Designed in 1969, ‘Echo’, was Mark’s first creation for Crown Lynn. Making the final product tested the factory on a technical level—which was not intentional on the designers part, but simply the result of not fully understanding some of the limitations of the production process. None-the-less, the issues were overcome and Echo went on to become very collectable. Mark commented that, ‘They [the factory] went out of their way since it was my first shot. After about six months with the firm, they told me what I could, or could not do. At one stage, the accountant told me what I should do in designing uprights (such as jugs, cups etc)’.
Architecture played an important part in Mark’s design career. As a draughtsman, he worked on numerous projects—such as this example, B & D Oosterbaan house No. 1. Mark produced these concept drawings in 1973. The finished home (seen above), photographed in 1978, shows the strong geometric concrete forms typical of the ‘Brutalist’ movement, an international style based on a utopian social vision and innovative approaches to materials. Brutalism thrived mid-1900s through to the 70s. The influence of this movement on contemporary architecture cannot be understated.
Warren & Mahoney Branding (1963)
Whilst studying at the Ilam School of Fine Arts, Mark Cleverley worked a holiday job at celebrated architecture firm Warren and Mahoney. During this time he designed this logo for the firm. Initially based on the Univers typeface, the logo developed into a single continuous line, joining the W and M letter forms together, in a style influenced by Greek Fret designs that are common repeating motifs on classical architecture. Mark took the design to Sir Miles Warren—who showed great interest. The firm still uses by the logo today.
Photos: Courtesy of Ba
Created in 1978, Mark developed this logo and letterhead for the Birkenhead United football club youth team for their tour to the USA. The strong geometry underpinning the design is particularly evident in the concept drawing, which Mark executed using the same technical drawing skills as employed in
architecure at the time. This technical drawing approach was the standard method of producing graphic design work in the pre-computer era.
Demonstrating his versatility, Mark Cleverley designed a number of typefaces over the course of his career:
> Mark designed Kitset in 1974, as an entry to a competition run by Letraset type foundry. Kitset consists of fifteen base shapes which have been rearranged to create the alphabet and glyph sets.
> Slight Sans, 1988.
> Mark designed Jonathan typeface in 1970 as the next-iteration of an earlier creation. One distinct characteristic of the typeface is that the x-height of the lower case letters is the same as the cap-height.
> Untitled Roman Sans Rounded, 1980.
Crown Lynn Potteries—Kiwi Icon
We can trace Crown Lynn’s origins back to 1854 when Rice Owen Clark, an English immigrant, started manufacturing earthenware pipes to help with land drainage in the Hobsonville, Auckland region. However, it was not until the 1940s that the company, then known as the Amalgamated Brick and Pipe Company, started producing tableware due to the impact of the Second World War on international trade. In response to the increased demand for locally made ceramics, Tom Clark, the founder’s grandson, added a continuous tunnel kiln to the company’s plant in 1941, and the first mass-produced tableware soon followed.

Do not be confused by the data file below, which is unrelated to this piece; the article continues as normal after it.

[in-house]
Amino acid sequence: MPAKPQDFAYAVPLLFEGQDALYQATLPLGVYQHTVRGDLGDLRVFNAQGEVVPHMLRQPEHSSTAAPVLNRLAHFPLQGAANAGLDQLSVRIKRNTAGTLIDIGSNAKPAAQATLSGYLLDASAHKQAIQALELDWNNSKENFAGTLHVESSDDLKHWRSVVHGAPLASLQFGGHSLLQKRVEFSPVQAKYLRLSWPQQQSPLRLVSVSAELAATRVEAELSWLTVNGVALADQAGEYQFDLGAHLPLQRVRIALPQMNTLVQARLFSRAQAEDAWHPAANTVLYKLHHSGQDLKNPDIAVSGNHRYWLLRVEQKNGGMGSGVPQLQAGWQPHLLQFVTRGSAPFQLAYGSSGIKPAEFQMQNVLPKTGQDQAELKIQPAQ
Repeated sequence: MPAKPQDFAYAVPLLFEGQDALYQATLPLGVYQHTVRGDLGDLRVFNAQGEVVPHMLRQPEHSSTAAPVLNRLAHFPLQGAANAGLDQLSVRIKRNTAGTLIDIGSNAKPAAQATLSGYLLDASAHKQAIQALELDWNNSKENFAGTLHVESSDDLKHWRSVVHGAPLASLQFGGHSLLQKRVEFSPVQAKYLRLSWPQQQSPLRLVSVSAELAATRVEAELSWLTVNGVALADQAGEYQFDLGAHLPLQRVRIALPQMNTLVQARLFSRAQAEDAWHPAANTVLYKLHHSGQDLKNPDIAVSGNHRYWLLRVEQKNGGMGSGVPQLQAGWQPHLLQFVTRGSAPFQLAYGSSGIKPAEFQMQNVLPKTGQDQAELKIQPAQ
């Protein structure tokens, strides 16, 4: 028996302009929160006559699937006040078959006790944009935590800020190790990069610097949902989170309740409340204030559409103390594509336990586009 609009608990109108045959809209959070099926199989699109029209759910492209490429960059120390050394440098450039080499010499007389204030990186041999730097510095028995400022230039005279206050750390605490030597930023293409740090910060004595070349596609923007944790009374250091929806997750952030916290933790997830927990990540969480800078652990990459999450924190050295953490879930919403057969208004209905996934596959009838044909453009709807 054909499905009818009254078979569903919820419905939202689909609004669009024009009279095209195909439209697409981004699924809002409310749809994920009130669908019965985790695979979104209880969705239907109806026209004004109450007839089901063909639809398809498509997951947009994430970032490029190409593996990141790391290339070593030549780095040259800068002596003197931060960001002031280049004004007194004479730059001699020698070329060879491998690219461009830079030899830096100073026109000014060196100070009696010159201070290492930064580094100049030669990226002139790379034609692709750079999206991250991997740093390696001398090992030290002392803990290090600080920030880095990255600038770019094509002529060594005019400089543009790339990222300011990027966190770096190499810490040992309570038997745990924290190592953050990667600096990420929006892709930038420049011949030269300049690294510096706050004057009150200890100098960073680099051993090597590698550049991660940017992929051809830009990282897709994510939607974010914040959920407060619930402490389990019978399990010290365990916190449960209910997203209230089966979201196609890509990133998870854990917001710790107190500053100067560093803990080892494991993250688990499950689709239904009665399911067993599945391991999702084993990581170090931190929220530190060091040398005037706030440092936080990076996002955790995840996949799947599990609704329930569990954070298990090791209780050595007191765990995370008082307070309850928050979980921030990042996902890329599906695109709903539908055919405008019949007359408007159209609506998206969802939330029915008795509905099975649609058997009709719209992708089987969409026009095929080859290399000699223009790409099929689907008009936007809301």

After the war, the company saw an opportunity to produce ‘specials’. These were collectable, short-run tableware designed to compete with imported brands such as Royal Doulton. And thus, the Crown Lynn Potteries brand was established. In the early 1950s, the company hired experienced European-born ceramic designers such as Frank Carpay, Mirek Smisek and Ernest Shufflebotham to enhance its creative output. By the 1960s, Crown Lynn was exporting to Australia, the Pacific Islands, southeast Asia, the USA and Canada. At the peak of its popularity, the company employed 650 staff and produced over 17 million pieces of household pottery annually, making it the largest tableware producer in the southern hemisphere.
Unfortunately, by the 1980s, Crown Lynn could not compete with more advanced manufacturing processes from Asia and Europe. As a result, the New Zealand factory closed in 1989 and they sold the brand name to a Malaysian porcelain producer. Today, the Portage Ceramics Trust preserves the legacy of this New Zealand heritage brand through the Crown Lynn and Clayworks Museum Te Toi Uku (//tetoiuku.org.nz).
Mark Cleverley at Crown Lynn
Mark Cleverley (right) and Dave Jenkins (left) in the design studio at Crown Lynn Potteries, Auckland, circa 1972. The duo collaborated on many designs until Dave retired. Note the absence of computers which did not arrive on the mainstream design scene until the early 90s. (the original image was shot on 35mm transparency).
Mark Cleverley worked within the design team at Crown Lynn Potteries from 1967 to 1979, producing numerous pieces. Some notable examples are:
Top left. An unnamed prototype, created in 1970.
Top right. This unnamed experimental design from 1970 drew inspiration from Aboriginal art.
Bottom left. Another unnamed experimental design from 1970, which drew inspiration from a Nigerian pattern.
Bottom right. This 1970 eye-catching design was an early submission to the Royal New Zealand Air Force (RNZAF) for use as in-flight tableware on their diplomatic aircraft. Mark derived the design from a Māori fish hook.
Love of Line Drawing
Mark’s love of line drawing was a consistent aspect throughout his career. This earlier example from 1964, is a film positive of Mark’s student work from his time at Ilam. The design, based on letter/numeral forms and produced in simple black & white, was used for screen printing onto fabric to make curtains.
Postage Stamp Designs
Mark created numerous stamp designs for NZ Post from 1968 onwards. The small format of postage stamps presents unique challenges to designers working in this format. Particularly in communicating ideas without the use of significant detail. Hence—this very distinct, graphic illustrative approach based on silhouette and block colour.